Satrapi's View on Feminism:
Considering the fact that Persepolis explores some highly feminist themes and strongly critiques both patriarchal society as well as sexism towards women in general, it would seem easy to assume that Satrapi is herself an adamant feminist. However, in many interviews, she appears strongly reluctant to associate herself with feminism or claim any feminist intentions within Persepolis. In an interview with ABC News, Satrapi claims that:
“I am absolutely not a feminist, I am against stupidity, and if it comes from males or females it doesn't change anything. If it means that women and men, they are equal, then OK, certainly I am a feminist. It happens that I am a woman, so it becomes a "woman coming of age story." I think if I was a man it wouldn't change so much, they never call it a "man coming of age story." It is a human coming of age story, let's go for the humanity and humanism”(ABC News)
Here, many critics may argue that Satrapi is contradicting herself, since, by definition, feminism is the belief that women deserve an equal place in society to men, a belief which she appears to strongly argue for throughout her novel. This attitude towards feminism is possibly a product of feminism as portrayed as a Westernised belief that women are better than men. In an interview by Annie Tulley, Satrapi answers the question “Do you think the definition of feminism is to define that women are better than men?” with:
“That is what I feel. When they talk about “The men ruined this, the men did that,” it is a person, and their sex comes after what they’ve done. I believe that we say too much “We the women” and “We the men,” but should say “We the human beings.””(Annie Tulley, Bookslut, 2004)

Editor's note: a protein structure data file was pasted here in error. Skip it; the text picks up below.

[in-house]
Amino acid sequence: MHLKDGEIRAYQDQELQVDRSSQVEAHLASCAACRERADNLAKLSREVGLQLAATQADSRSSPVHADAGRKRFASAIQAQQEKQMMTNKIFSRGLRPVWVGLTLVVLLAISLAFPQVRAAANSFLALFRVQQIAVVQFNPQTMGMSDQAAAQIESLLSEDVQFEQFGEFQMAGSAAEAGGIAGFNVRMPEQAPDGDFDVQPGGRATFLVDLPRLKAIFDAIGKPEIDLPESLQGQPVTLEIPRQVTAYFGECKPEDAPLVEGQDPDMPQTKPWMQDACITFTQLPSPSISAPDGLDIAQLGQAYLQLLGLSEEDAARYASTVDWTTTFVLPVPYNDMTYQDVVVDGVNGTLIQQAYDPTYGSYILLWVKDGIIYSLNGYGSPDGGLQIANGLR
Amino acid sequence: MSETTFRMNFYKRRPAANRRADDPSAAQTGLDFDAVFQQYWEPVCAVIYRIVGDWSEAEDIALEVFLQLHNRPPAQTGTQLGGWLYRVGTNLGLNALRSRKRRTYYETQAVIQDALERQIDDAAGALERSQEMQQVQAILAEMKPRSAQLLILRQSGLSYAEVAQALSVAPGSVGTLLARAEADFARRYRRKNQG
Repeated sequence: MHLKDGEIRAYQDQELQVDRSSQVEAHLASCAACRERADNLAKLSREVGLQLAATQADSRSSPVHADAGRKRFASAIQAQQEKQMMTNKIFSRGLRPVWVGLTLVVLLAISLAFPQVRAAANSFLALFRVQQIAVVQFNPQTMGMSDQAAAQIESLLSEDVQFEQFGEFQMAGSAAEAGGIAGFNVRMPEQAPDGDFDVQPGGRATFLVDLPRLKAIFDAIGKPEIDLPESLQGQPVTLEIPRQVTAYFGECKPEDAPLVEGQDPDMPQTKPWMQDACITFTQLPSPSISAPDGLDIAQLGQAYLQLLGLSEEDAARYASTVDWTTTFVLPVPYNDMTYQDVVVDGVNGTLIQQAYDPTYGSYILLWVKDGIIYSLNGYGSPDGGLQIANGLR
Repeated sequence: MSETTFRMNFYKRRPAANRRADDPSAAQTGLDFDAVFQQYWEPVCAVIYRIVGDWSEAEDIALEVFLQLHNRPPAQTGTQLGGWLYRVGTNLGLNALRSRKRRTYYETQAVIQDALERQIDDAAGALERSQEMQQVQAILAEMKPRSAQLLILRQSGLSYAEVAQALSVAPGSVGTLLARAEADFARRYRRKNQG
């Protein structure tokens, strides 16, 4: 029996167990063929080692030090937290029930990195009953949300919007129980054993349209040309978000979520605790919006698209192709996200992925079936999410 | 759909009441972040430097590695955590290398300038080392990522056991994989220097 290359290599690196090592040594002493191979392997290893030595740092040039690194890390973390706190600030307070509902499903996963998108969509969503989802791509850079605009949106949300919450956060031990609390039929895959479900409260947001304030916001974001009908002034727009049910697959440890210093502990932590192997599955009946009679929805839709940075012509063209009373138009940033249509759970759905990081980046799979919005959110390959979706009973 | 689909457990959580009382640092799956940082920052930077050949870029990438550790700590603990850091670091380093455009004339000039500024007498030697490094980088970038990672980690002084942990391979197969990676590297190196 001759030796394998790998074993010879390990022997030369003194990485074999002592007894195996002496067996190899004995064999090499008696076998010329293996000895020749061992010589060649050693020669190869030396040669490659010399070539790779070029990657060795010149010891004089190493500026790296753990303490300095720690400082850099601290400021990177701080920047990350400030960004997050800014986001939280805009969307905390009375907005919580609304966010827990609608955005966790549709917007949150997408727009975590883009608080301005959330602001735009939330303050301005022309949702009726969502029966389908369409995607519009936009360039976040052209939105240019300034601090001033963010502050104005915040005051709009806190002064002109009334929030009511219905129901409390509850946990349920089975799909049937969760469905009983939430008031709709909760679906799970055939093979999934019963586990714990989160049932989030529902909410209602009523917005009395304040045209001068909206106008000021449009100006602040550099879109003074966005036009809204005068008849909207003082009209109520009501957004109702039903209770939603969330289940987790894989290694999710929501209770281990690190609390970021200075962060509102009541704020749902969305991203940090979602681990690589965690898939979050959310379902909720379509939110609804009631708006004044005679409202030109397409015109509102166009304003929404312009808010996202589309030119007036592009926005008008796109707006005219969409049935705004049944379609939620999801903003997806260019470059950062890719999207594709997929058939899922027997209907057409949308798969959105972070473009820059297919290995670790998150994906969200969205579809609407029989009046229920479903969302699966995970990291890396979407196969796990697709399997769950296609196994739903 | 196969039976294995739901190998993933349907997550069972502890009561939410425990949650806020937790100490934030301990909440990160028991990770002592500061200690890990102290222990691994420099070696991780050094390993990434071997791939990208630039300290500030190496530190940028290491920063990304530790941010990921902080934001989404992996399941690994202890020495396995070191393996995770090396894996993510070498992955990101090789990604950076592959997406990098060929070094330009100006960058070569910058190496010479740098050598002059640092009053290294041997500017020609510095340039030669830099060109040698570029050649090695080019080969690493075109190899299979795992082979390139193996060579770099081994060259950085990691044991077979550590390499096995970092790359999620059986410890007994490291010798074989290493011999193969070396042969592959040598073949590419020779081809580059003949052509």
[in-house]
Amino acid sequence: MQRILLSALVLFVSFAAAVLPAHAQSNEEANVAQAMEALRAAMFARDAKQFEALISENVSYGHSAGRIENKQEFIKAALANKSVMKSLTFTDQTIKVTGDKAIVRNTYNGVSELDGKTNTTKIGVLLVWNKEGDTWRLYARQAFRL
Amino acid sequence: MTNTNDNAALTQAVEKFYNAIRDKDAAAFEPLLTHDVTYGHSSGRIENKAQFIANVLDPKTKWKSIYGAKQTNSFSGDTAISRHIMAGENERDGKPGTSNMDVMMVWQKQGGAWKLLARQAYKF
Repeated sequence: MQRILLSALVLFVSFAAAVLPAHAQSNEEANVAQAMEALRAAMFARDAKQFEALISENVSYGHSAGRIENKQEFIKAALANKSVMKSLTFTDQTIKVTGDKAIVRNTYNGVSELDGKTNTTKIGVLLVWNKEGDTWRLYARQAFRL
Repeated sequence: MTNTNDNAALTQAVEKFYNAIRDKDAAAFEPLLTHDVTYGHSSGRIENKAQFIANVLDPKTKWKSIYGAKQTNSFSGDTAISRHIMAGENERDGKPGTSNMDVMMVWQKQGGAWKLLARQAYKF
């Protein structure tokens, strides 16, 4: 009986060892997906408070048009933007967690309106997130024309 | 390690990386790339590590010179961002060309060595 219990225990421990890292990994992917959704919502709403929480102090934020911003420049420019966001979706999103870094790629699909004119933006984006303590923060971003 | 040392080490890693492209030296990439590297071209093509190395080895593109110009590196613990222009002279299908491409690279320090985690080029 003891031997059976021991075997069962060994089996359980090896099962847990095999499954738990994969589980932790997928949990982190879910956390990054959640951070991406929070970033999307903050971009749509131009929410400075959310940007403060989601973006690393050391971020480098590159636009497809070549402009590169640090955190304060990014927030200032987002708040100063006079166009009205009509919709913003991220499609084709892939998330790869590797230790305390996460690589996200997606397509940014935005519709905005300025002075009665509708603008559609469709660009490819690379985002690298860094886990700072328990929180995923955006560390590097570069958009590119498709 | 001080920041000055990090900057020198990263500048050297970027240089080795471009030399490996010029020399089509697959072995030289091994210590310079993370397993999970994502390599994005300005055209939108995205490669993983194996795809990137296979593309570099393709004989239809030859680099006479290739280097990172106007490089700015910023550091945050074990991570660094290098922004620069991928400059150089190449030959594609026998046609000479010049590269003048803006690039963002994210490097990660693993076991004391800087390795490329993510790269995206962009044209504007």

Many women, may in fact, agree with Satrapi’s definition of feminism, viewing many feminist arguments and viewpoints as overcompensating for sexism, and instead of campaigning for equal rights of men and women as human beings, are unjustly focusing on the rights of women.
In Persepolis, the Islamic state makes the wearing of veils compulsory, under the assertion that it is a symbol of both Iranian culture and Islamic religious law. However, although many believe that the Koran promotes the veiling of women, the origin of this custom in fact dates back to “ancient Middle East, veiling was introduced as a practice by the lawmaker Hammurabi of Babylon, who required that women who were the property of individual men in marriage should be veiled in the streets to show their respectability, while those who were held in common by men, -prostituted women- should remain bareheaded to show their lowly status” (Lerner, 1987). This evidence supports the argument that rather than religious motivation, the desire of the state to cover its women is more accurately based in the primitive desire of men to control women as possessions.
“To prove that you have politically dominated other groups, you either raise your flag on top of your building or even better the flag is the black cloth that women are wearing and they are walking all over the streets of that city… If every single woman of that neighbourhood is totally veiled, you have both social and political flags and you have proven that you have dominated” (AWID, 2009, P.13)
Satrapi, Marjane. 'Persepolis'. Published by Vintage 2008. Copyright Marjane Satrapi 1998. Print.
AWID (2009) 'New Insights on religious Fundamentalisms. Research Highlights.' Toronto, Mexico City, Capetow.
Cook, Miriam. 'Women Claim Islam: Creatiing Islamic Feminism through Literature'. Published by Routledge 2001 Great Britain. Copyright 2001 by Routledge. Print.
Heath, Jennifer. 'The Veil: Women writers on its History, Lore and Politics